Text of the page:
When I launched AstroInquiry ten years ago I took an aim that I would create content that had substance, offered insights and had meat on the bone.
If you’re a reader who has grown bored with the vague, go-nowhere nature of most astrological scribing — New Age jargon cloaked in astrological cliches — then my new book — a collection of some of the most popular essays from AstroInquiry, will interest you.
• Would you like a better understanding of Mercury retrograde — both the astronomical phenomenon and the astrological interpretations of this annual event? Then you’ll enjoy the chapter The Truth About Mercury Retrograde. Find new ways to harness the rich imaginal realm within your unconscious, images that are heightened during the Mercury retrograde cycle. Who cares about lost car keys when the heart of your creative nature beckons?
• How about love? Without question, relationships — especially romance-based — offer great potential for psychological maturity. To understand love is to foster compassion and generosity as well as the excitement of deeper intimacy and sexual communion. You’ll find much to explore in the chapter Secrets of the Heart: Love is an Action Not A Feeling. The chapter opens with one of Rumi’s most beguiling poems and then moves forward from that literary close reading into the mysteries of human relating. A must for the intrepid Hero and Heroine of the Heart. Read more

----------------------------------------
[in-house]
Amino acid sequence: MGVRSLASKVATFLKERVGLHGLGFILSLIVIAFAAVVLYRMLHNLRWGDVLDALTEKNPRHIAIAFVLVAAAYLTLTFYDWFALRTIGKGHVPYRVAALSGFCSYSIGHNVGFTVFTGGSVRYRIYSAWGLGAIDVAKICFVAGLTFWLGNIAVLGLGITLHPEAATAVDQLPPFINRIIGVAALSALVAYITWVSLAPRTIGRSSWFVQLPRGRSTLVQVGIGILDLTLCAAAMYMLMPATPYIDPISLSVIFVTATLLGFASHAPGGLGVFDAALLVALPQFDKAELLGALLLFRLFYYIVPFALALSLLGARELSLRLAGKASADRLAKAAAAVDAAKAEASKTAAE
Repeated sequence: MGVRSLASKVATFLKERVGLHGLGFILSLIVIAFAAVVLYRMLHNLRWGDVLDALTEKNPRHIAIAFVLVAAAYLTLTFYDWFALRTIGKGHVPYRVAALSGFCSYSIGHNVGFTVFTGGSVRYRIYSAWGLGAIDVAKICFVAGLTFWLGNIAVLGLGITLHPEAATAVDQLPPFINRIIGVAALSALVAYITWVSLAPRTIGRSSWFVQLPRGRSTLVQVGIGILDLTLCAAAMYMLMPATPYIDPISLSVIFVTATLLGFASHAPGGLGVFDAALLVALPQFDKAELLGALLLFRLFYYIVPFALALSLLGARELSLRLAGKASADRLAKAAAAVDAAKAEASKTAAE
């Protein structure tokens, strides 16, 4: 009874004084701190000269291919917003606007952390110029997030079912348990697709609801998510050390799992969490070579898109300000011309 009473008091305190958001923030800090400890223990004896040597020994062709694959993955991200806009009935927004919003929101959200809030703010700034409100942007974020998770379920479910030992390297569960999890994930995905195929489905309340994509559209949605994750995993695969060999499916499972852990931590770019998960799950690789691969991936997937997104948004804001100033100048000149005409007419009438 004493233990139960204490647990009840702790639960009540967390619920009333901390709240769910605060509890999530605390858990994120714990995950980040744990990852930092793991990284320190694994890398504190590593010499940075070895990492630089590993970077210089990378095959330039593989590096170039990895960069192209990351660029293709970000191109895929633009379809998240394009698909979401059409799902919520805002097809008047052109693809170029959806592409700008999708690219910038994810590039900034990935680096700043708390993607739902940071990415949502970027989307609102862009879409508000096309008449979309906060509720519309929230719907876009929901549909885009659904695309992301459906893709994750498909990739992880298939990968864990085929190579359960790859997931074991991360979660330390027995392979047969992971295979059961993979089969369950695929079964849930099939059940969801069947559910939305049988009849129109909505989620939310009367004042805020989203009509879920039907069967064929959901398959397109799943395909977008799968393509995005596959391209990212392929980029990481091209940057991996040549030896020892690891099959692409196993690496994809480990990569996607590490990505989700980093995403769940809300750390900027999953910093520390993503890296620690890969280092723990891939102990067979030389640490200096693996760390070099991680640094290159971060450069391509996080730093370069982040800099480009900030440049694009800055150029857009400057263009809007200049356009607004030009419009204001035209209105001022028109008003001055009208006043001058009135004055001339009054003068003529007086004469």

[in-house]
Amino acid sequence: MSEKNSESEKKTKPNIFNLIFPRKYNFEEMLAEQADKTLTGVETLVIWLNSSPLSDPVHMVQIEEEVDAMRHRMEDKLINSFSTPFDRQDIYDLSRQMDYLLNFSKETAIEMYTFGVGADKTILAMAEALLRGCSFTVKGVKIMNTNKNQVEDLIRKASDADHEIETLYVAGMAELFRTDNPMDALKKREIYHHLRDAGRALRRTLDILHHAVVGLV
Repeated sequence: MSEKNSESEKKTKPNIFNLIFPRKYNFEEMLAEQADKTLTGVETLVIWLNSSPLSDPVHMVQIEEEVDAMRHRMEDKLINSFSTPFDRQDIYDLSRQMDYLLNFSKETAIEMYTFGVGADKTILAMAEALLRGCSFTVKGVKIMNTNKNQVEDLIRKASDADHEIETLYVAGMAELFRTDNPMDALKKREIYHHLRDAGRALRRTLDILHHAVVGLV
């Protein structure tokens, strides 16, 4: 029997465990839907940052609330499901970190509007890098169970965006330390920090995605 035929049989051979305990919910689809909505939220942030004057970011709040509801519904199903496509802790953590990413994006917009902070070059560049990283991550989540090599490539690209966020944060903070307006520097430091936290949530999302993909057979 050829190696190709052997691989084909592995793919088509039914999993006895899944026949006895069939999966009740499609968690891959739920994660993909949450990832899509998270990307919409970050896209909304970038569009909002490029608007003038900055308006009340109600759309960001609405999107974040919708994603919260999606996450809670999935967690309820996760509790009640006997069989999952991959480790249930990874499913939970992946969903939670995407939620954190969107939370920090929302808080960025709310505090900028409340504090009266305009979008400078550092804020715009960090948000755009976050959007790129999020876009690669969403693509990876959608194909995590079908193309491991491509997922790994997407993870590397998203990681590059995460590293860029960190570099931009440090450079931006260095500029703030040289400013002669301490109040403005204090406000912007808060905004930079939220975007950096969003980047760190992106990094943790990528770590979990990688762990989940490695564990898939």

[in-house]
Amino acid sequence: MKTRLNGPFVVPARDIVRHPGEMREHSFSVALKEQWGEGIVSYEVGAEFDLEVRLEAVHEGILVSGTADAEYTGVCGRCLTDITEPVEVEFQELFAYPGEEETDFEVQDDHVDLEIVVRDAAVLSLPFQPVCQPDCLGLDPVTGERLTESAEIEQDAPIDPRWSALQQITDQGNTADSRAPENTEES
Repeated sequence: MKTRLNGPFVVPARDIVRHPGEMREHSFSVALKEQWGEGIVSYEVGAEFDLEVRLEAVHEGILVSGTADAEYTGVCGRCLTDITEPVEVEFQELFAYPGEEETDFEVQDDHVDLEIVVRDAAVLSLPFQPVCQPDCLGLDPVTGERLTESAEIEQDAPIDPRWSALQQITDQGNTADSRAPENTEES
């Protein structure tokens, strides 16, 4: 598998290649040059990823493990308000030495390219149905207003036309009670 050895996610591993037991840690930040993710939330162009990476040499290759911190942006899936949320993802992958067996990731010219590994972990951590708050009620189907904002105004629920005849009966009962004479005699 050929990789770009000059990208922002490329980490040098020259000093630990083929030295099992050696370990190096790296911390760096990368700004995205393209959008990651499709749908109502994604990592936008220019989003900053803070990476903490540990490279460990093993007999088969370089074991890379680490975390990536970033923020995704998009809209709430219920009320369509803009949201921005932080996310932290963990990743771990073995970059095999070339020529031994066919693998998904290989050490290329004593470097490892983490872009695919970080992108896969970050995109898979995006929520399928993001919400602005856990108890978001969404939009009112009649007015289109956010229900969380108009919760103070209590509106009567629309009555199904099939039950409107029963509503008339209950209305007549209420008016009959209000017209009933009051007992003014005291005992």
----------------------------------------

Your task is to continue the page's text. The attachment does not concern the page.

“About five years ago I saw a mockingbird make a straight vertical descent from the roof gutter of a four-story building. It was an act as careless and spontaneous as the curl of a stem or the kindling of a star.
The mockingbird took a single step into the air and dropped. His wings were still folded against his sides as though he were singing from a limb and not falling, accelerating thirty-two feet per second, through empty air.
Just a breath before he would have been dashed to the ground, he unfurled his wings with exact, deliberate care, revealing the broad bars of white, spread his elegant, white-banded tail, and so floated onto the grass.